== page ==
When Werlein’s music store moved here in 1905, it had already been in business in New Orleans for over half a century. Today Werlein’s is remembered primarily for selling instruments, but it also sold and published sheet music—including “I Wish I was in Dixie’s Land,” commonly called “Dixie,” which became the anthem of the Confederacy (the store went out of commission when Union forces held the city during the Civil War, and reopened when they left).
Werlein’s sold and repaired instruments for generations of New Orleans musicians. Kid Ory got his first trombone here in 1900, years before he moved to the city. The bandleader and influential music teacher Clyde Kerr, Sr. taught himself to arrange music by coming to Werlein’s to buy sheet music for popular songs one instrument at a time, as he could afford it. Fats Domino bought his Steinway pianos here.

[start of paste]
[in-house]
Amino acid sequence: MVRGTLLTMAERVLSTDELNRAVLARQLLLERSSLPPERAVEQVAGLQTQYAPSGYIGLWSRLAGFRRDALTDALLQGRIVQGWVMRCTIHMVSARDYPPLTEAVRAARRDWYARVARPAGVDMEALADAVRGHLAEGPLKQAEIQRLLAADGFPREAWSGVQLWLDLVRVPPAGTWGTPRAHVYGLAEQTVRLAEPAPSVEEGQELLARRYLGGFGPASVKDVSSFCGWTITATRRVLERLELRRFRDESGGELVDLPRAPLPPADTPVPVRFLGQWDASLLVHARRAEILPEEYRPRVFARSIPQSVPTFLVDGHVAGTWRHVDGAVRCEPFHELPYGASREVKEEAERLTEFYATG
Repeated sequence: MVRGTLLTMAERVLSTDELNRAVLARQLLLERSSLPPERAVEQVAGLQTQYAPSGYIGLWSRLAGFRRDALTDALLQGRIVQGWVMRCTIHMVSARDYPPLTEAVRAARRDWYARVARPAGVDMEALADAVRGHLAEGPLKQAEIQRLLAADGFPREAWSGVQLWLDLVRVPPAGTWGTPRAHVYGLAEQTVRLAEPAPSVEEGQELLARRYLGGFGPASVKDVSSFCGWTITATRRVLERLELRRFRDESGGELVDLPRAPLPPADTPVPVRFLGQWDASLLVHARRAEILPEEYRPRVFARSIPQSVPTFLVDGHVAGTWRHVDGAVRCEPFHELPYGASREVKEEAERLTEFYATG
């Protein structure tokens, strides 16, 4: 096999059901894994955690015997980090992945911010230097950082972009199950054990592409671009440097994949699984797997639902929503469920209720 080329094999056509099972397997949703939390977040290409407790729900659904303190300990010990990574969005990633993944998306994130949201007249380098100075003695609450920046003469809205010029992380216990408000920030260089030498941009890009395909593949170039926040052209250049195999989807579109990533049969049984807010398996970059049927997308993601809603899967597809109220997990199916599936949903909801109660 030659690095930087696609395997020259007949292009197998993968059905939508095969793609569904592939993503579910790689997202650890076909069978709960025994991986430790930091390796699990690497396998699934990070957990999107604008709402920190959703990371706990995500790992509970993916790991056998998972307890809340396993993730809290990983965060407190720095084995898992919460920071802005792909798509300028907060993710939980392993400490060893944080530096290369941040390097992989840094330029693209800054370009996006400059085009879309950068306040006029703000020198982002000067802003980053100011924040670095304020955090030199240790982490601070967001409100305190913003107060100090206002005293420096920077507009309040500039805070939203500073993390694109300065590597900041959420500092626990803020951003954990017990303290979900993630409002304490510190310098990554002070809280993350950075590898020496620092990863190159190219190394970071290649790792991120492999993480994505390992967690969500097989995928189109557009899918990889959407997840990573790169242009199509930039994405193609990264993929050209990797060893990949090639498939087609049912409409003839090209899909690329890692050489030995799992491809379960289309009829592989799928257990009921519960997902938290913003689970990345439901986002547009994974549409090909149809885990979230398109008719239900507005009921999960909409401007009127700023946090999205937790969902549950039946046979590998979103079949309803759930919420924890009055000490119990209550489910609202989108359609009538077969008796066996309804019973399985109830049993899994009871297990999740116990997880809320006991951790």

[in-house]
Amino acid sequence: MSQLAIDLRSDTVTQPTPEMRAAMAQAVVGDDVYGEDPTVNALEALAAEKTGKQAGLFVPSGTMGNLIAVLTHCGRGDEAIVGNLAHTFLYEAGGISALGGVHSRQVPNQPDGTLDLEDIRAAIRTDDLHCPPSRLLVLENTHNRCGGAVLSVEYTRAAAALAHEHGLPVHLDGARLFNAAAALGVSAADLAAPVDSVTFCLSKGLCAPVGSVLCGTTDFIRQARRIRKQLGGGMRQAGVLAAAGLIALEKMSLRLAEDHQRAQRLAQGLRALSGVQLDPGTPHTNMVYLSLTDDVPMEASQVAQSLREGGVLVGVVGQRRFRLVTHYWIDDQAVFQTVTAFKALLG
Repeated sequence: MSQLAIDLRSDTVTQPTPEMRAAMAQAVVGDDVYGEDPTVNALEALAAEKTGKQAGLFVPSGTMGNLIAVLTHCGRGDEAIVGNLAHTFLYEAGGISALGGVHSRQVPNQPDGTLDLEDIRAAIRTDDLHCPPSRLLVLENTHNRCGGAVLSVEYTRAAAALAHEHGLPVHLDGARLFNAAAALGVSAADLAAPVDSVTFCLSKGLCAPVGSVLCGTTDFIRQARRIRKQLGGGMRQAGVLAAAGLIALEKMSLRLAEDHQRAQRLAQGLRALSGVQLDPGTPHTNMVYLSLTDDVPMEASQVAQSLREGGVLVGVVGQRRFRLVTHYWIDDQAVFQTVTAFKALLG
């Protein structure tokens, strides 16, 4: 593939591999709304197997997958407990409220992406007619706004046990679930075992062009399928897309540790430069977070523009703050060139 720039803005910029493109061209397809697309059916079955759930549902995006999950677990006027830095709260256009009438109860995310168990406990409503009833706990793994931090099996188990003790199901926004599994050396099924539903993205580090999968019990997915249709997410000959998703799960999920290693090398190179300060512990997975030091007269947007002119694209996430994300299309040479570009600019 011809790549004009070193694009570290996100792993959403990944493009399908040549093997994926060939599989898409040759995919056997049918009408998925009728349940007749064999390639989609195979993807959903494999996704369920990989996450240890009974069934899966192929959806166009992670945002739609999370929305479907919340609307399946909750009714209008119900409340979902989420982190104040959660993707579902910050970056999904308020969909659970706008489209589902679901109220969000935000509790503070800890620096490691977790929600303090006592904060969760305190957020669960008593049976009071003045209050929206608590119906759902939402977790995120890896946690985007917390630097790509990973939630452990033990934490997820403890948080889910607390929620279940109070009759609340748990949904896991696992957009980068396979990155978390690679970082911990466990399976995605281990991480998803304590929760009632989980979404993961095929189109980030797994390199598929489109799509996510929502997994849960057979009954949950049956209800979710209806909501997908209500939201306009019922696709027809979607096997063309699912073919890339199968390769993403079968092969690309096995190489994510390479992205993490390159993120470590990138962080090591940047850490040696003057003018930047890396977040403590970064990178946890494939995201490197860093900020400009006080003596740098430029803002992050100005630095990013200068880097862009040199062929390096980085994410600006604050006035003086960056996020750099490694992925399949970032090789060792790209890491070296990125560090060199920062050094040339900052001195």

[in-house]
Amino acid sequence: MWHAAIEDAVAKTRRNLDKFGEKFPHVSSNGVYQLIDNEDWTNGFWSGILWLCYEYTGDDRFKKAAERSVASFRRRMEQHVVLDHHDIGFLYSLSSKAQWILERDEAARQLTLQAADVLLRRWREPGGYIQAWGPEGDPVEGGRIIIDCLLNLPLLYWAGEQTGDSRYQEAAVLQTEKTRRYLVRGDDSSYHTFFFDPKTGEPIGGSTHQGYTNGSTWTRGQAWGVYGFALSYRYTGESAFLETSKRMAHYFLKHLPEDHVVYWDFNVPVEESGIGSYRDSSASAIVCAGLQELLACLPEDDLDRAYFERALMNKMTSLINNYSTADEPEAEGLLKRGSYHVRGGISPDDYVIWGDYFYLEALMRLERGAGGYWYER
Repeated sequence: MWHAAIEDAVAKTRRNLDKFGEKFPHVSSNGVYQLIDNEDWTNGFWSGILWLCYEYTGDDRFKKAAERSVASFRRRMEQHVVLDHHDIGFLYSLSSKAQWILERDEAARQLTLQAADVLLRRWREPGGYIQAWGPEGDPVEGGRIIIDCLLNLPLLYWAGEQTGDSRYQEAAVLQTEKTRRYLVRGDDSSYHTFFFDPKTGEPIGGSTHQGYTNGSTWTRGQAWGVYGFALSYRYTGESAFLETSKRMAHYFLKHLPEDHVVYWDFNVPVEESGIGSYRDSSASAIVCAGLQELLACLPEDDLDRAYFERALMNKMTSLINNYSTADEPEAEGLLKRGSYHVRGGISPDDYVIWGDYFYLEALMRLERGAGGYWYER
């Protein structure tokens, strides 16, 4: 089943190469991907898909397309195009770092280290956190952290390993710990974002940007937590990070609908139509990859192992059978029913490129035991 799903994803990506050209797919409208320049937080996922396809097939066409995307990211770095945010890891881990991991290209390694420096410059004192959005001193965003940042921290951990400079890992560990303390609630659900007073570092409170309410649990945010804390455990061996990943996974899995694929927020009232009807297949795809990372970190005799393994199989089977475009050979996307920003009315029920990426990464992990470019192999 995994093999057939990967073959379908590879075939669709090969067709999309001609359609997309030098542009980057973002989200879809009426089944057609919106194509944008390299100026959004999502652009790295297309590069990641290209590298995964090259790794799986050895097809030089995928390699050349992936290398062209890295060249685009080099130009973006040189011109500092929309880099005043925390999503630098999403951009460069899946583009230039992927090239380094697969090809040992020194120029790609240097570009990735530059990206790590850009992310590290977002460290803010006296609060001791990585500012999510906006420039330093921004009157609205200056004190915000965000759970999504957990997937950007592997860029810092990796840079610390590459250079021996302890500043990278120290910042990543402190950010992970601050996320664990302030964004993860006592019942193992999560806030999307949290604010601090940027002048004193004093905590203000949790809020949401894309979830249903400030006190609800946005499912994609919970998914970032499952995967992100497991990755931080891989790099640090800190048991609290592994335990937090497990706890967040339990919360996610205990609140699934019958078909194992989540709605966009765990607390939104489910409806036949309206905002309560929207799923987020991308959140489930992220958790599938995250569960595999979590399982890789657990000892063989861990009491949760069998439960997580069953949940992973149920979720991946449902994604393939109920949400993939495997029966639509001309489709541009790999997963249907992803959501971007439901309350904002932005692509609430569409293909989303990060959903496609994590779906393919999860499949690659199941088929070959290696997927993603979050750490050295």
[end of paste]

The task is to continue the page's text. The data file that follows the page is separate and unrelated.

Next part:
Children came to this building for music lessons, and the Werleins helped support local school band programs. Before he became known as Dr. John, a teenaged Mac Rebennack took guitar lessons here, and arranged for Earl Stanley to buy one of the first electric basses in New Orleans.
The store had an instrument repair department on the third floor, as well as a performance space for piano recitals. Werlein’s stores eventually spread across the South, and a huge sign on top of this building reading “Werlein’s for Music” was a Canal Street landmark for decades. As the music business and retailing moved online in the 2000s the stores shut down.